"What if we had access to Meccano, Construx, bricks and mortar, metals, nanotechnology?
What if we could take the IDEA of 'what else could there be?' and apply that to the models of experience themselves?
What if we could just put aside the NLP descriptors for just a while, and begin to wonder how else we can describe experience, in ways that help us build some really useful and cool new ways to live and dance and sing? "
"Well, one way to do it would be to let the lego, meccano, and resources that you can't consciously think of, loose to play amongst themselves, to breed, hybridize, mutate, and go generally apeshit. Then regularly check in on the whole evolving ecosystem to prune, harvest, or just enjoy.
In other words create an extensible, generative environment. That's the nearest I can get to a conscious, metaphorical understanding of what goes on in Project Sanctuary, and what makes it unique."
The above quotation picked up from the internet 28/08/00
The metaphors we construct in our minds, whether through dreaming or whether through conscious effort, cannot come from nowhere. They all come from somewhere and therefore they are associated with some part of us -- they have meaning.
In NLP we learn that by altering submodalities of our sensory representations, we alter the meaning of experience. In Project Sanctuary, we find that when we alter our metaphors we alter experience itself. That is, we alter reality.
This is a bold statement, but one that is borne out experientially by Silvia Hartmann and the handful of people around the world who are beginning to experience the power of this work.
Try this exercise:
Exercise - In pairs.
Your partner will help you to relax very deeply. Imagine that you have created a whole planet and everything on it. Every natural and man-made structure, every animal, every object, every atom, is your creation and represents something in you.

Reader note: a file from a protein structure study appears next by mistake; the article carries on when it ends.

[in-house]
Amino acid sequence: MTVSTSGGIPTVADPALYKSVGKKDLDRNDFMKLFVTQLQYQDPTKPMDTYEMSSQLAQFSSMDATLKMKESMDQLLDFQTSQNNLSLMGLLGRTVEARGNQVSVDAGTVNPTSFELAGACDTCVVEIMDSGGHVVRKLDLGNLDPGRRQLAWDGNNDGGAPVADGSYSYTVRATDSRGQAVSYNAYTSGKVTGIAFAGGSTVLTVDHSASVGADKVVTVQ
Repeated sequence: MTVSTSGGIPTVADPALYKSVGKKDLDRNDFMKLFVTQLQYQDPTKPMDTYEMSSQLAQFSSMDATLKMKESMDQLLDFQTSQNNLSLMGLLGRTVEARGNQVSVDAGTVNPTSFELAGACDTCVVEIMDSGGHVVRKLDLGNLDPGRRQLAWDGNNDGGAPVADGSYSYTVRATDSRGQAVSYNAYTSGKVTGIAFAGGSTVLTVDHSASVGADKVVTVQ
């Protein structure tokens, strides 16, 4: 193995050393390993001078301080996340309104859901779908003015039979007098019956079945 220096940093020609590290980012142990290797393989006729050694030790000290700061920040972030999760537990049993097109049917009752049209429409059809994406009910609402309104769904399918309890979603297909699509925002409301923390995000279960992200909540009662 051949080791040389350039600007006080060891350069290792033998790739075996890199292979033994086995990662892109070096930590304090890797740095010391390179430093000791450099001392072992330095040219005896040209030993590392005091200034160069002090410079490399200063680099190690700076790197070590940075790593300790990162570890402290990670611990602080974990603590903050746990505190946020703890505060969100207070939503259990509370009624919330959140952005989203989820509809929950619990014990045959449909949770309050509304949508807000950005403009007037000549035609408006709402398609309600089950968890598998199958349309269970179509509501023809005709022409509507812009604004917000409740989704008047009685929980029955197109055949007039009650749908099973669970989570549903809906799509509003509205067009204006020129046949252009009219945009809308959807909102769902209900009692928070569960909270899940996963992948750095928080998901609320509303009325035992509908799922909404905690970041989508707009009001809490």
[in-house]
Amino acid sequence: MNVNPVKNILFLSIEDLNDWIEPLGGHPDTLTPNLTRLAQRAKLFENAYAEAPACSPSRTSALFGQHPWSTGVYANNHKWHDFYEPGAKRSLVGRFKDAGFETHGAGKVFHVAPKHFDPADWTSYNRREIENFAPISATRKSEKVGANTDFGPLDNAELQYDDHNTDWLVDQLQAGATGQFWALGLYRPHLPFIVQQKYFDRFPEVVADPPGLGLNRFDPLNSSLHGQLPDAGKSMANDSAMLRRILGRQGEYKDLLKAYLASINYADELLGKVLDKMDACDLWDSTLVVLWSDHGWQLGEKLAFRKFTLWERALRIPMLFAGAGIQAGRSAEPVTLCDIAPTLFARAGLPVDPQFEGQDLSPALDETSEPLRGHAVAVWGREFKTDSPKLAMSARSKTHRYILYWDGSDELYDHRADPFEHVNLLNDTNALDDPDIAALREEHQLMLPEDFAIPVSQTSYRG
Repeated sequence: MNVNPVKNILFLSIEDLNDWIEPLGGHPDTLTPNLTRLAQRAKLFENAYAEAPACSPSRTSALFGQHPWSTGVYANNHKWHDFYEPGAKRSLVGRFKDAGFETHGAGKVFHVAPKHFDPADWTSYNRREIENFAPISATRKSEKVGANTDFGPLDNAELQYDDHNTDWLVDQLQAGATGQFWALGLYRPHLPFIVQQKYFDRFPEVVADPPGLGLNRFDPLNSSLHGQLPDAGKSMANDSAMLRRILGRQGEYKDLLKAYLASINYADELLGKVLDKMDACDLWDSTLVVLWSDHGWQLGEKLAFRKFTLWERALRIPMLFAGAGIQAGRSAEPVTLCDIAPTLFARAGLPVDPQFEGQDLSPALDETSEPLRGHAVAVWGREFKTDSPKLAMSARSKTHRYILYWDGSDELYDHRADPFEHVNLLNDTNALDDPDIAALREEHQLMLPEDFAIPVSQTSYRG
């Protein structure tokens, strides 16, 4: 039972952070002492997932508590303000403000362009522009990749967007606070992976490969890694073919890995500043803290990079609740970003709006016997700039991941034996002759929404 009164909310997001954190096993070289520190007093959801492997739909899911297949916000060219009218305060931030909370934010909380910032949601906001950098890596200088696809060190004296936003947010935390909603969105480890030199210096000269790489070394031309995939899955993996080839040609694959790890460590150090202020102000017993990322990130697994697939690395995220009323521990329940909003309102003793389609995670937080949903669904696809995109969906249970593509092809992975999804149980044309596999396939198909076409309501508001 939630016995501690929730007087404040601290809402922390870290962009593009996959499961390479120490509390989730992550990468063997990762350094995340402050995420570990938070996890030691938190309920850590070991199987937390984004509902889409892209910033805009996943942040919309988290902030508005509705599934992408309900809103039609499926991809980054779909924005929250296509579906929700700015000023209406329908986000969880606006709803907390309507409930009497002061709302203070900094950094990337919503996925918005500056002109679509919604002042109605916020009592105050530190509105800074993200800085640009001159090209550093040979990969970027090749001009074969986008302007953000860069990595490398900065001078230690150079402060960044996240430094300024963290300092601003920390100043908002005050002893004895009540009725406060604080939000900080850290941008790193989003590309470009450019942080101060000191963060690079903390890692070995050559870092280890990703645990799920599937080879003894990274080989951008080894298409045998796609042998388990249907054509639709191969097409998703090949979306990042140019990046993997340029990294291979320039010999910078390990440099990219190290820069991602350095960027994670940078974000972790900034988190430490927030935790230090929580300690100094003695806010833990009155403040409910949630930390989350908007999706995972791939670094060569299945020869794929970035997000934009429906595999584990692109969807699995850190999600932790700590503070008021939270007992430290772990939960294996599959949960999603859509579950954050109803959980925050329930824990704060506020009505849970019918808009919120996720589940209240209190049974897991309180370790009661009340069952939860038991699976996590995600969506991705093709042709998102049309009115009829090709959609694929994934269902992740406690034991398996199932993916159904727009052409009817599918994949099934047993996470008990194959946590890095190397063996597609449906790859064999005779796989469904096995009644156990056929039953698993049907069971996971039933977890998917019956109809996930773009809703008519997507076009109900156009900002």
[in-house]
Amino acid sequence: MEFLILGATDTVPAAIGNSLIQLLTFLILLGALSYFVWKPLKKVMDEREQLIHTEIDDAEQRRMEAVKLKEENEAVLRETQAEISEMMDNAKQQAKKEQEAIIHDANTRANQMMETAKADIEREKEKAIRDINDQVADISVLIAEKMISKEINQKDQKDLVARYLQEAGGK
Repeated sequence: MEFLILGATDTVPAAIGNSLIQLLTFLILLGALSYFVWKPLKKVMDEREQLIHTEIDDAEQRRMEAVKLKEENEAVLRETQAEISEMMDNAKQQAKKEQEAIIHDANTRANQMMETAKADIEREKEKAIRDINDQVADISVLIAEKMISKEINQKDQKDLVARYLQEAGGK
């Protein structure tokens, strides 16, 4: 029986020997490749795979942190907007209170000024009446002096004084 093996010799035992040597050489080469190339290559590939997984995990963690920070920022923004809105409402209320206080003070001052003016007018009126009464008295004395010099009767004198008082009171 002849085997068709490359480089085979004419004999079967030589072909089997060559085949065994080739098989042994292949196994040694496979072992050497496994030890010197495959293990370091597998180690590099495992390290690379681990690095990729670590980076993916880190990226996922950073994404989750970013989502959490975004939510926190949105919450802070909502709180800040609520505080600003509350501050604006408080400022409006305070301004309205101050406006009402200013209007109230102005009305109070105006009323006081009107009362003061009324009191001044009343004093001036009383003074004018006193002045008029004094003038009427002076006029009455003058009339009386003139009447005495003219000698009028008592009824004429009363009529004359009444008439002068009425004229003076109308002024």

There is a goal which you desire which you do not yet have. Somewhere on your planet is an object which represents that goal. It may be a tree, a church, an animal, a town, or something quite different. It probably does not logically relate to your goal in any way, shape or form.
Fly over your planet now, observing the landscape below, until you feel drawn to a particular place where you can "come down to earth". There you will find a particular object which draws you attention.
What is this object? Is it perfect? What does it need? Alter or modify this object until you are completely satisfied with its appearance/function. Remember that here in Metaphorland, you have access to every resource imaginable: skilled craftspeople, scientific experts, artists, wise men/women, whoever you might like to call on for assistance.
Do not attempt to apply one-to-one correlation between your metaphor and your goal at this point. Always "milk" a metaphor for all its worth before attempting to apply its aspects or qualities to the problem or challenge upon which you are working.
Keep a spirit of playfulness in order to get the most out of metaphor work. It won't work unless it's fun and the more outrageously fun it is, the more you'll get out of it.
Your partner's job is to record your process as you locate and work with your goal symbol, and to gently ease your way back to us here, in this room.
What did you learn?
Contributed by Christine Sutherland.